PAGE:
As teenagers are leaving their homes, cities, and in many cases, states, to attend colleges, driving has become an integral part in a teen’s life. However, many states are putting heavy restrictions on teen drivers to keep not only them safe, but the rest of the community as well. But that has not been enough- teen drivers still are a major problem on the road due partly to their lack of mental development. This has pushed some states to consider raising minimum driving age, eliminating the whole problem of inexperience in drivers. The minimum age should not raised, however, because it will not help the issue of road safety.
An extreme number of research and data have pointed out that teens are not equipped with safe driving skills. These numbers have lead to countless arguments between teens and adults. All though teens are more interested in their phone then a car they still have a desire to get onto the road. The car offers an immense amount of self conscious and maturity to a teen. This is one of the main points as to why teens are so eager to get out on the road as soon as possible. If and when they do get on the road they look right past the consequences that may occur with driving at such a young age. Without a doubt teenage drivers are very inexperienced when it comes to their first trips on the road because the only prior training they can get is practice
In 2013, more than 2,500 teenagers died in the United States from motor vehicle crash injuries. Such injuries are by far the leading public health problem for young people 13-19 years old (Insurance Institute for Highway Safety [IIHS], 2014). Drivers are not the only ones at risk. Teenagers who are passengers in others vehicles make up a startling 87% of the fatality statistic. Lack of driving experience, disregard for traffic laws, and quick access to full driving privileges contribute to teen death. To reduce teen driving fatalities, successful completion of driver education classes provided by public and private schools should be mandatory for all teenagers prior to receiving their driving permit.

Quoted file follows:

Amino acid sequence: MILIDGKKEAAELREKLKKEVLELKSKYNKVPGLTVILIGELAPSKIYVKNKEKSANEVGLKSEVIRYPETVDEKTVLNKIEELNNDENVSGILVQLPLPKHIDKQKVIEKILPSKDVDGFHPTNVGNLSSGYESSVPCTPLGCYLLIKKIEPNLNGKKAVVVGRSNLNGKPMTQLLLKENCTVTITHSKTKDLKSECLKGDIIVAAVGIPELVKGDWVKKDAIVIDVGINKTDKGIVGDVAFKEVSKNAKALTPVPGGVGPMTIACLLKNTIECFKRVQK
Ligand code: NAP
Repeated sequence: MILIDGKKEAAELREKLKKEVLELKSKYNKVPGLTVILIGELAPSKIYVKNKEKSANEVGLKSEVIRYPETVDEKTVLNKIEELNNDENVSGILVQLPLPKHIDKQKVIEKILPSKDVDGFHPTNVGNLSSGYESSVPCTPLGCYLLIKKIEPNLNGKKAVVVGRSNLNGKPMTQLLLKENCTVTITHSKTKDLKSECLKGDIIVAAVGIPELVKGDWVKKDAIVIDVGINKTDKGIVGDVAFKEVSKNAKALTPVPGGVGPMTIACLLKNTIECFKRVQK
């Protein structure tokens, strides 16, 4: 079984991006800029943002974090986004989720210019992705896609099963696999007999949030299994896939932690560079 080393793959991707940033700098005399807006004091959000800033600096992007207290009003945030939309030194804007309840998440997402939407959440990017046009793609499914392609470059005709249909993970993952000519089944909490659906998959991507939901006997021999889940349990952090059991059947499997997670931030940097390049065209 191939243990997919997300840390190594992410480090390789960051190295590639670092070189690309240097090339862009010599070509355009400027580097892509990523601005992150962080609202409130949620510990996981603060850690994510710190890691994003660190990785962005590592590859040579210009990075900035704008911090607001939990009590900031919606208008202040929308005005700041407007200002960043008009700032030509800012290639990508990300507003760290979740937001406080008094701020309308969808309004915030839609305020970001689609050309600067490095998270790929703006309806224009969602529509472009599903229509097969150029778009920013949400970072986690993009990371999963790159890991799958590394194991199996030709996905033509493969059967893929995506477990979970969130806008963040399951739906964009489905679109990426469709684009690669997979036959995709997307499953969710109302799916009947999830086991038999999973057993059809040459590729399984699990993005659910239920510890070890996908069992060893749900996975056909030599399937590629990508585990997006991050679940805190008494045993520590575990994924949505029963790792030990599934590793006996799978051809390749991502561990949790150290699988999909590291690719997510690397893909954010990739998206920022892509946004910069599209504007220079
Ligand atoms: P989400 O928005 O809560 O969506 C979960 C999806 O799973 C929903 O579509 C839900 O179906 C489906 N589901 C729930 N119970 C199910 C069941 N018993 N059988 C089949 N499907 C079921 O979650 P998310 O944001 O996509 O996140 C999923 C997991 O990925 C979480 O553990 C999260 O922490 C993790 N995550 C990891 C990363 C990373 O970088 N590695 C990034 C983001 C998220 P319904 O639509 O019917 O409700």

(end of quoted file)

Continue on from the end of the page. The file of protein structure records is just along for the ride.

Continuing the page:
“The risk of motor vehicle crashes is higher among 16 to 19 year olds than among any other age group.” (Teen Drivers: Fact Sheet 1) “The presence of teen passengers increases the crash risk of unsupervised teen drivers. The risk increases with the number of teen passengers.” (Teen Drivers: Fact Sheet 1) In the United States motor vehicle accidents are the number one cause death in teens. “In 2010, seven teens ages 16 to 19 died every day from motor vehicle injuries.” (Teen Drivers: Fact Sheet 2) This alarming number of casualties could be prevented by educating our teenage drivers prior to them being on their own and operating a couple ton weighing
One way we can reduce these problems is to give law enforcement more means to stop the problem, we need to toughen our state laws to reduce the high number of crashes each year, and teens need good role models and strong drivers education course to teach them of the dangers of distracted driving before they get into the bad habits themselves. that we need to get rid of because every year the death rate of distracted driving goes up. Teens are seeing their parents doing it and they think it's ok when it’s
Arizona is one of four states that has yet to put a law against distracted driving into effect. The definition of distracted driving is defined as the practice of driving a motor vehicle while engaged in another activity. 21% of fatal accidents involving a teen driver were caused by distracted driving. Do these statistics confirm that a harsh distracted driving law need to be in effect or should it be a personal responsibility of oneself or the parents of young drivers. As more states create distracted driving laws the number of deaths each year are still rising meaning that these law that are being set are not fixing the issue and are seemingly making it worse. Distracted driving should be a personal responsibility and not a law that needs
Teens need to be taught that driving is a task that is complex and demanding. Parents know how much experience a young driver has, and they know exactly how inconvenient it is when they have to drive with their teen everywhere while they have their permit. Teens tend to cause most traffic accidents in adults’ eyes. They are not experienced yet, and often fail to pay attention to others on the road. They often think of a car as being some type of toy, but they do not know how powerful it really is. The driver education programs must be strengthened in order to make sure that students really have safer habits, behind the wheel experience, and by having a better understanding of all the laws on the road.